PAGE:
thanks for your comment. I believe, it always takes two to created bad communication (although I wouldn’t have said that at the time). I was pretty honest then, I must say – sometimes my ‘nice’ filter doesn’t work. I was honest now, too. But it was received very differently. And I just got the right vibe from the person who contacted me. There’s a pride in their tea. And after trying the tea, I understand why.
    But to be honest, if I had tried the tea first, I would have probably not cared about the level of communications at all. I would have ordered it straight away.
    BTW, I’m going up to the Zealong Estate in about a month’s time for a visit and will report back on my experiences.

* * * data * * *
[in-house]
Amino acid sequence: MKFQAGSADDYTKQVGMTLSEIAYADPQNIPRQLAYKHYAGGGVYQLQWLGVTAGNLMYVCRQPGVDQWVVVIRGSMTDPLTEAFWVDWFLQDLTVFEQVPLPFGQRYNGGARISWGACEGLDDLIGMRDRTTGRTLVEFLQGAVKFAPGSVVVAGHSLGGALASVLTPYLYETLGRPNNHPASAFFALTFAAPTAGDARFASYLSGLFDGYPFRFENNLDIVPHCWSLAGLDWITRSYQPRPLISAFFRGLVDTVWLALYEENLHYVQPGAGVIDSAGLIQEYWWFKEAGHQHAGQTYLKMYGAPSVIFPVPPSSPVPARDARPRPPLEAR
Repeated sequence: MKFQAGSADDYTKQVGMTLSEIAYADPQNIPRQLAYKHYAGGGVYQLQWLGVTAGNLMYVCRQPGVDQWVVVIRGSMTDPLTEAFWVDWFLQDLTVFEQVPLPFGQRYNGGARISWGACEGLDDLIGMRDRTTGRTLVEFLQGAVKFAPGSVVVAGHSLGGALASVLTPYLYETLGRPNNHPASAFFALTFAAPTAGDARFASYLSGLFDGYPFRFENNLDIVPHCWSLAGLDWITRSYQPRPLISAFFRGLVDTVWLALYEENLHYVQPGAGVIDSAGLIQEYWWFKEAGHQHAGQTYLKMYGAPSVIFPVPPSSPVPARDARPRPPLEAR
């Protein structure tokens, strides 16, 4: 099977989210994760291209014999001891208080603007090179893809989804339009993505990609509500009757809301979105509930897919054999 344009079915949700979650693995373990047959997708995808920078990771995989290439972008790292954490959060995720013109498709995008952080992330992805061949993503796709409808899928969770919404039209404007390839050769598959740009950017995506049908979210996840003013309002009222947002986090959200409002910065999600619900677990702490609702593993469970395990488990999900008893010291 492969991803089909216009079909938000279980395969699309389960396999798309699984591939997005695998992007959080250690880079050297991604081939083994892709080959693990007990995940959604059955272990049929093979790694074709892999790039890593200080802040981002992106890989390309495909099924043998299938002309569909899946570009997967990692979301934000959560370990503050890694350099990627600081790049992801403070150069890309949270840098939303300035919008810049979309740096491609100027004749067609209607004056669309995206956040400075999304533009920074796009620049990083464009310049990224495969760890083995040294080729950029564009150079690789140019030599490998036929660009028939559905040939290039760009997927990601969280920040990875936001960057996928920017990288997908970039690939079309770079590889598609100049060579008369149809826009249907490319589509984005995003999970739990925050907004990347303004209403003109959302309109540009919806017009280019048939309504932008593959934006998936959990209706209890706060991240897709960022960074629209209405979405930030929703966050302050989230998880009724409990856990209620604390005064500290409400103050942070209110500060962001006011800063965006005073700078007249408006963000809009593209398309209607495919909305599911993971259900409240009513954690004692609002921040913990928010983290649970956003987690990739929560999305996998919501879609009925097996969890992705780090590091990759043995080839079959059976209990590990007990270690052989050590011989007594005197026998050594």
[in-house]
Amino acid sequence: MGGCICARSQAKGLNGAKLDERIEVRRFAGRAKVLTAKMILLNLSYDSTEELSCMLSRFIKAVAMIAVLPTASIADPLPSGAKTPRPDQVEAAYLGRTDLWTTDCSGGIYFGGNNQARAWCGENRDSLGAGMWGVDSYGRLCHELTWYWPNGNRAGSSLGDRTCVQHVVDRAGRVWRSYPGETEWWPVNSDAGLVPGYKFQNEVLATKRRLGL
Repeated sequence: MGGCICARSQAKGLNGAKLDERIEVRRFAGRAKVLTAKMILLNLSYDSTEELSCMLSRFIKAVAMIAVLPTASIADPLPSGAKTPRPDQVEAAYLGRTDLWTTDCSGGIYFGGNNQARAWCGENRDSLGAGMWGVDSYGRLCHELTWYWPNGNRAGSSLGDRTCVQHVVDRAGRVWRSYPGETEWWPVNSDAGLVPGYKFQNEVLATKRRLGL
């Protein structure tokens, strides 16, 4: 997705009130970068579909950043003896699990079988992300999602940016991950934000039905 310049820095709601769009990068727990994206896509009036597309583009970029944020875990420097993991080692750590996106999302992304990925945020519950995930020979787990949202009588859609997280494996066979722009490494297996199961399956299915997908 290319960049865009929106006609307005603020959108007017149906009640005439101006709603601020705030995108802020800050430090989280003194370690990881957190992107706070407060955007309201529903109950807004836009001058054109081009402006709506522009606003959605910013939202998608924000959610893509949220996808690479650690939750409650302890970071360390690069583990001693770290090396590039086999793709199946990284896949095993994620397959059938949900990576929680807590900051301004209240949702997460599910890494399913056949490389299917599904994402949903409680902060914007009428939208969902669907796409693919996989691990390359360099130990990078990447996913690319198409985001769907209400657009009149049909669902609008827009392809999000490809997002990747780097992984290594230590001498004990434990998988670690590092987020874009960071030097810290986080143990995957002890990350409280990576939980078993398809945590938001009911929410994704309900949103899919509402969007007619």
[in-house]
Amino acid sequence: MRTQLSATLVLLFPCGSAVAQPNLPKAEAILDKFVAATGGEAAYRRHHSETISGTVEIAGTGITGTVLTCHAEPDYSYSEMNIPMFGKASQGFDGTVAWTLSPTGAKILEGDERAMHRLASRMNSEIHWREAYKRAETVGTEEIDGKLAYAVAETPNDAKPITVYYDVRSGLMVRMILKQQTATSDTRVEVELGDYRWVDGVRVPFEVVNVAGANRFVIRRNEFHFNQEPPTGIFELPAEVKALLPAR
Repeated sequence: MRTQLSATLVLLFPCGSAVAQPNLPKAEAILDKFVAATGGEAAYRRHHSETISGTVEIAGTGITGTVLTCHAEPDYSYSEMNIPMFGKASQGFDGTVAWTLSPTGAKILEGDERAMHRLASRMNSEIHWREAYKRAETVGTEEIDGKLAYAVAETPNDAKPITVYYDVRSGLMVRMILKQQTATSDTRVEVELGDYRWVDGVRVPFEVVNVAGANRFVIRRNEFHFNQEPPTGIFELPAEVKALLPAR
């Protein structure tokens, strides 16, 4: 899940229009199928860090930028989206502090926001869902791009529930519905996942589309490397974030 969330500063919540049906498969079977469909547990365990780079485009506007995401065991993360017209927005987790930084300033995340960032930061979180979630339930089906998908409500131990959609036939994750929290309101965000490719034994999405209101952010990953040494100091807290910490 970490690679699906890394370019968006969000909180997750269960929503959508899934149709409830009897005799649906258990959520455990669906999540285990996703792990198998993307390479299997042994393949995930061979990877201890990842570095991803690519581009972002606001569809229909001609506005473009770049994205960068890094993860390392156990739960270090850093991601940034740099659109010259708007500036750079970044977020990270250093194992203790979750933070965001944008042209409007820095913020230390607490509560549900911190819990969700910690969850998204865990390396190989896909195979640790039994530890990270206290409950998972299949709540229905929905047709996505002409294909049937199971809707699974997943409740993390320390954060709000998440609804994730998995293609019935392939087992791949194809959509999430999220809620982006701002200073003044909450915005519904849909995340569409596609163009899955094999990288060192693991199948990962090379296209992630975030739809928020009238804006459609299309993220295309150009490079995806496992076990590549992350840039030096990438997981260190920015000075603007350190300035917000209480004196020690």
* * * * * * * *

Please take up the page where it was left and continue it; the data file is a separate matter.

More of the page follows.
Trackbacks & Pingbacks »»

  1. Pingback by Spring Time – Tea Time | Ya-Ya’s Tea-Board | 2011/11/07 at 21:42:22

    […] And of course, New Zealand’s own Zealong teas (read more about them in my last blog post) are the perfect match for a spring day, especially the Zealong Aromatic, which brings out the floral aromas to perfection. […]

  2. […] I took the opportunity of  a long weekend (Canterbury day last Friday) to go on a research trip into tea cultivation (and culture) in New Zealand. I’m currently working on a magazine article on the subject with a photographer friend of mine and we visited some important people that play a role in New Zealand’s tea history. I will write more about this subject here in due time, but I wanted to quickly share some of the photos I (the photography amateur in the team) took of our visit at the Zealong plantation just outside of Hamilton. I have written about Zealong’s wonderful oolongs before on this blog (see the article here). […]